“Any cause that encourages people to never stop learning, never stop participating in the social/cultural experiment that is these United States of America—I’m for it,” Mike Barnicle told The Berkshire Eagle prior to delivering the annual Mona Sherman Memorial Lecture, presented by the Osher Lifelong Learning Institute at Berkshire Community College (OLLI at BCC) in Massachusetts on Friday, May 22.
With his talk, ”Optimism: America’s Most Ignored Asset,” Mike discusses elements of society’s social media obsession and what it does to diminish the collective, institutional memory of who we really are as a nation—as well as what we can do to re-engage on a personal level with each other. This lecture applies Mike’s experience, wit, rich knowledge of national and international affairs, and blunt observations—as displayed in his column for The Daily Beast or during interviews on MSNBC’s Morning Joe—to the fast-changing, often controversial and polarizing social media world we’re all trying to navigate. The news seems as bad as it ever was, but Mike believes we can tackle our challenges as a nation, from social justice issues here at home to ongoing conflicts in the Middle East, with a little more genuine, human interaction and optimism.
“There is no substitute for the natural curiosity and sympathy that comes from really spending time with someone else,” says Mike.
The Mona Sherman Memorial Lecture, was created and named in honor of one of OLLI’s most dynamic members, the late Mona Sherman, who served as President of OLLI’s Board and helped lead its transformation. The Osher Lifelong Learning Institute at Berkshire Community College is a year-round membership organization providing compelling educational experiences, including courses, speakers, special events and trips.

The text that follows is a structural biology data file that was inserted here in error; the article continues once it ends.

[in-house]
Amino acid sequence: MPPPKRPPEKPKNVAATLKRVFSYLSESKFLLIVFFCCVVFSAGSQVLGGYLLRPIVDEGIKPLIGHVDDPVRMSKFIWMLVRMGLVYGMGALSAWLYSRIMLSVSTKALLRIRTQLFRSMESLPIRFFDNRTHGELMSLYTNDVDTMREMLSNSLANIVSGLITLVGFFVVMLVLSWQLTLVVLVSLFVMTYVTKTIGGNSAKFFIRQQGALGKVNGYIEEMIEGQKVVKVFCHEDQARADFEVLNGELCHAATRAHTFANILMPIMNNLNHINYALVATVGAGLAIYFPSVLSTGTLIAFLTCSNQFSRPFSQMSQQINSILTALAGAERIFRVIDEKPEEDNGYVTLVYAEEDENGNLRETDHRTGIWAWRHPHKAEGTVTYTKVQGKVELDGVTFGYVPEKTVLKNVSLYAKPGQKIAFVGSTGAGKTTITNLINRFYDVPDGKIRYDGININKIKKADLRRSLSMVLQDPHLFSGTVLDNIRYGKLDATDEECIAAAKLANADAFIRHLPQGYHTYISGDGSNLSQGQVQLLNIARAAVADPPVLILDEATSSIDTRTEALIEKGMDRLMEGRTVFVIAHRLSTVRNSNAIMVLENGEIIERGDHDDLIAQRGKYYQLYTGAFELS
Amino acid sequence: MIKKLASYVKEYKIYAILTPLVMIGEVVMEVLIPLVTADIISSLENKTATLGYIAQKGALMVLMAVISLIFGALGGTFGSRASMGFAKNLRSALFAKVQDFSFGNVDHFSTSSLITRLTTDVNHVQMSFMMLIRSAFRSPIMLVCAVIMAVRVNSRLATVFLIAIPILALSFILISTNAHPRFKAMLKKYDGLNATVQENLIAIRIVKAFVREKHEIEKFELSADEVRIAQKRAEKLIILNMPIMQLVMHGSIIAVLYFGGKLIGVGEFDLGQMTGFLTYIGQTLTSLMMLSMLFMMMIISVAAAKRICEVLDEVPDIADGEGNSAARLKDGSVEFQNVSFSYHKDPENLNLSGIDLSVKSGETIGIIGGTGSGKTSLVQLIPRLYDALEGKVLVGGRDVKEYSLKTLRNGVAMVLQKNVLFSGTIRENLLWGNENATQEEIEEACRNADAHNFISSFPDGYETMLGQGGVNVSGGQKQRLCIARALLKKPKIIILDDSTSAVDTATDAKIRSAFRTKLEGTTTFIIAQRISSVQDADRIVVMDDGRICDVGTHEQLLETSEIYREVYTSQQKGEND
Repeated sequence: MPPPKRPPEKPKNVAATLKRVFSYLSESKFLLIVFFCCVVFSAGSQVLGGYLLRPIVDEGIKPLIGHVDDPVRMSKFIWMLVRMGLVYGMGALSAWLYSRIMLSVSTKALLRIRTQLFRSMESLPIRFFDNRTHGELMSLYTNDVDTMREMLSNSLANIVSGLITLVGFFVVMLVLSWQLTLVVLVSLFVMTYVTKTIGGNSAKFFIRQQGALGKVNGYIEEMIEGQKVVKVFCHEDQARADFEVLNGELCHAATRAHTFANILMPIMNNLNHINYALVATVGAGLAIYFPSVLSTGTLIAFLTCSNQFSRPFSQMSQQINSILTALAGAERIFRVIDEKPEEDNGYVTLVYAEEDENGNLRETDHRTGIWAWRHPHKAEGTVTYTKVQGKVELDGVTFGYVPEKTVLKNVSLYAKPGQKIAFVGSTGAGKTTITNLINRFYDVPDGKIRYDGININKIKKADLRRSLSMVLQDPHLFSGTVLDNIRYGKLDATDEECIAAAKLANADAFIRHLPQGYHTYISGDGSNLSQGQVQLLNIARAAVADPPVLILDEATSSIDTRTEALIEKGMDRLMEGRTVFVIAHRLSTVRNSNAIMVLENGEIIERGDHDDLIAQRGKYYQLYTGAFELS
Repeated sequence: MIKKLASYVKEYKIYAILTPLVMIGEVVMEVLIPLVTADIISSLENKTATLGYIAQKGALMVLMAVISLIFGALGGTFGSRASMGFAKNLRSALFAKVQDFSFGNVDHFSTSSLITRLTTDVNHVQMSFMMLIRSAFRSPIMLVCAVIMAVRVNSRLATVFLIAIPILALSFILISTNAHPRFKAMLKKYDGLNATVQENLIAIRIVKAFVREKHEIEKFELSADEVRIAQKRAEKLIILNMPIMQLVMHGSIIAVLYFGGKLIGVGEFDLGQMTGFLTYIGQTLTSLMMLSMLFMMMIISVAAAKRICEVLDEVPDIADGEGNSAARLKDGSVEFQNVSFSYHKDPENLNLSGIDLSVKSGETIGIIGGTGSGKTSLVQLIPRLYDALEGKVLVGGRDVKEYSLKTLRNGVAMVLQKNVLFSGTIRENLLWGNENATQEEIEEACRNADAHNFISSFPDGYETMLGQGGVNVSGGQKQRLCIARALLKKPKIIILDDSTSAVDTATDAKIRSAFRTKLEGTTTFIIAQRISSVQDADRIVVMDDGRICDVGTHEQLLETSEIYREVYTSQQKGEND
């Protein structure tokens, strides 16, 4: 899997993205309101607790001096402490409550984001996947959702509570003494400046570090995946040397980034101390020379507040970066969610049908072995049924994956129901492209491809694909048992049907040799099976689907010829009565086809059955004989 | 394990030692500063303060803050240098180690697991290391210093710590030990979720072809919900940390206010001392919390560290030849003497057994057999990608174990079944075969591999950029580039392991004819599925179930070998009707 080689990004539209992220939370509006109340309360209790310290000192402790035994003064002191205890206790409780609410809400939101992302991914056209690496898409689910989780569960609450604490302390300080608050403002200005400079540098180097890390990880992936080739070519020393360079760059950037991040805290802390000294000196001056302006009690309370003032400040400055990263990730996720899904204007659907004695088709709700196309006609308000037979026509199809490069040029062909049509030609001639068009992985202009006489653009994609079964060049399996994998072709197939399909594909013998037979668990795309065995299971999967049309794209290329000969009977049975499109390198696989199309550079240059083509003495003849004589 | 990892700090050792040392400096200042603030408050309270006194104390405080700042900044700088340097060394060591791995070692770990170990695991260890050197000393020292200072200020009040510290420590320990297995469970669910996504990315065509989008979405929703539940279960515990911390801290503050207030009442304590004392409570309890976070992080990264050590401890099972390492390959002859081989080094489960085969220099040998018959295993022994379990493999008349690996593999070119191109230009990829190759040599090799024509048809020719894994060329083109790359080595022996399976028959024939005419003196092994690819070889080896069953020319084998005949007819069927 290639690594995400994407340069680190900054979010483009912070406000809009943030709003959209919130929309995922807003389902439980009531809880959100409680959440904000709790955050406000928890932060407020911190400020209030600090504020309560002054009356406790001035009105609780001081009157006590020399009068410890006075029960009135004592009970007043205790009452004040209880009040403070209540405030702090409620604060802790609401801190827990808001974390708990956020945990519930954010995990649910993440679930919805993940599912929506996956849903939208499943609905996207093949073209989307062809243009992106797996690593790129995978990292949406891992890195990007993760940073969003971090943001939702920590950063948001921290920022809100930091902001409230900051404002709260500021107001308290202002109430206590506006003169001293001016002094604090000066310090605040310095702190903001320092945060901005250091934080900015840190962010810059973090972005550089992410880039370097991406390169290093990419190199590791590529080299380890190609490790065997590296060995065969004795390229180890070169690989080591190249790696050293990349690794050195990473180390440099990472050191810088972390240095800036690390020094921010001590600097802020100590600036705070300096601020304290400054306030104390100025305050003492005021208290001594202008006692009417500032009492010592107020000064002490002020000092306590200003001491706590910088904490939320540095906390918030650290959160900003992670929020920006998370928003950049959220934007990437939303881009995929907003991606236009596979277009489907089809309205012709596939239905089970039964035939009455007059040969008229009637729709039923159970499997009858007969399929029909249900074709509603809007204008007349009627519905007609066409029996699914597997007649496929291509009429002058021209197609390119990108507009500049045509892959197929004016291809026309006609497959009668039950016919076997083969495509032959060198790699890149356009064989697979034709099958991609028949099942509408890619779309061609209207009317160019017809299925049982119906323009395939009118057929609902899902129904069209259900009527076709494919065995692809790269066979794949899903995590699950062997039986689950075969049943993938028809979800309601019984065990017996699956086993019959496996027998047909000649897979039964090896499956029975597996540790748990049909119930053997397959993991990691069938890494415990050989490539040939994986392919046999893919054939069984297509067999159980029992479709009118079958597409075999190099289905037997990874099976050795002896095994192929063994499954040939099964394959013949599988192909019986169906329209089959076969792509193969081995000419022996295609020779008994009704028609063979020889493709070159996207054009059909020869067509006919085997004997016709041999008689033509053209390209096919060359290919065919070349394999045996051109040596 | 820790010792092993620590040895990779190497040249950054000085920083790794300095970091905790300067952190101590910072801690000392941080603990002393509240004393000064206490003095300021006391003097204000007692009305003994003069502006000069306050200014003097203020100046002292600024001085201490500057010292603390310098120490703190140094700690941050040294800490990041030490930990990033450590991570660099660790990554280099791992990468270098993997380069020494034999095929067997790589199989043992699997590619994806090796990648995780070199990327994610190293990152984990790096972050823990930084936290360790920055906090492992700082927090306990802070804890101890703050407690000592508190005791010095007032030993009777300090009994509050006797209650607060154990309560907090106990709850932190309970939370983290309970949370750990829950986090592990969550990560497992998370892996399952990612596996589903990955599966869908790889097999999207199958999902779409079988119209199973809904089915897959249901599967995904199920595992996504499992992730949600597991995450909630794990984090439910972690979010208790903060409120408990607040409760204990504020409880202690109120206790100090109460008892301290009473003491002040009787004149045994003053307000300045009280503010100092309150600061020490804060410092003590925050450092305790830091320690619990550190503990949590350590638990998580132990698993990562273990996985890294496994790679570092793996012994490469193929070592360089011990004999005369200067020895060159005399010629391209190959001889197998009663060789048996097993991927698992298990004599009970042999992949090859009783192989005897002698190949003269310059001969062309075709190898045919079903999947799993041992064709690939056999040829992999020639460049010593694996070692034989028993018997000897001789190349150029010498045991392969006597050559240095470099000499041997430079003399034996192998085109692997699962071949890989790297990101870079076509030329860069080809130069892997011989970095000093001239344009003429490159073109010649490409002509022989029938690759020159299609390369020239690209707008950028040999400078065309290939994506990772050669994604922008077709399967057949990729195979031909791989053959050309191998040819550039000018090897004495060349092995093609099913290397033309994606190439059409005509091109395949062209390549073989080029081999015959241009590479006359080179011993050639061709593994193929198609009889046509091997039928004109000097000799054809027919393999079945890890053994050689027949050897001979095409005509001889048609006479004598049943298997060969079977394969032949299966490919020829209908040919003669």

For more information about the event, please check out these articles:
On Morning Joe, Mike Barnicle talks about the historic handshake between Prince Charles’ and Irish republican leader Gerry Adams, accused of being a senior figure for the Irish Republican Army (IRA) when the group killed the Prince’s uncle in 1979. “I’ve been covering Northern Ireland since 1973, and after two of the most shocking assassinations occurred you’d think ‘this is never going to end.’ Gerry Adams has bridged a gap that was unbridgeable 10 or 15 years ago,” says Mike. Listen to the conversation about the conflict known as The Troubles. Only on Morning Joe.
On Morning Joe, Mike Barnicle talks with The New York Times’ Michael Schmidt about Presidential hopeful Hillary Clinton’s scrutinized relationship with Sidney Blumenthal, a personal counselor, who advised her on Libya during her time as Secretary of State. “Sidney Blumenthal’s relationship was with whom? Certain people who wanted to do business with Libya as it was imploding? And do we know whether Blumenthal had any business relationship with contractors?,” asks Mike. Listen to Michael Schmidt discuss his latest reporting on the issue. Only on MSNBC.
“Ramadi has fallen, Fallujah has fallen, Mosul has fallen, it’s Memorial Day weekend, Section 16 will be crowded with the families of those already lost in Iraq. My question, not just to you, but to the official policy makers in Washington, is: How many more American lives are we willing to risk and lose in saving this false nation?,” Mike Barnicle asks of Gen. Michael Hayden (Ret.), former Director of the NSA and CIA, who suggests sending more resources to Iraq in the fight against ISIS. Listen to the Morning Joe conversation here. Only on MSNBC.
Former Secretary of Defense Robert Gates joins MSNBC’s Morning Joe and talks with Mike Barnicle about concerns and the unintended consequences of breaking up Iraq, as some key figures have suggested. “What do you favor now? What would be best now?,” Mike asks Secy. Gates in regard to a new approach toward stabilizing Iraq. Listen to Secy. Gates’ Middle East analysis here.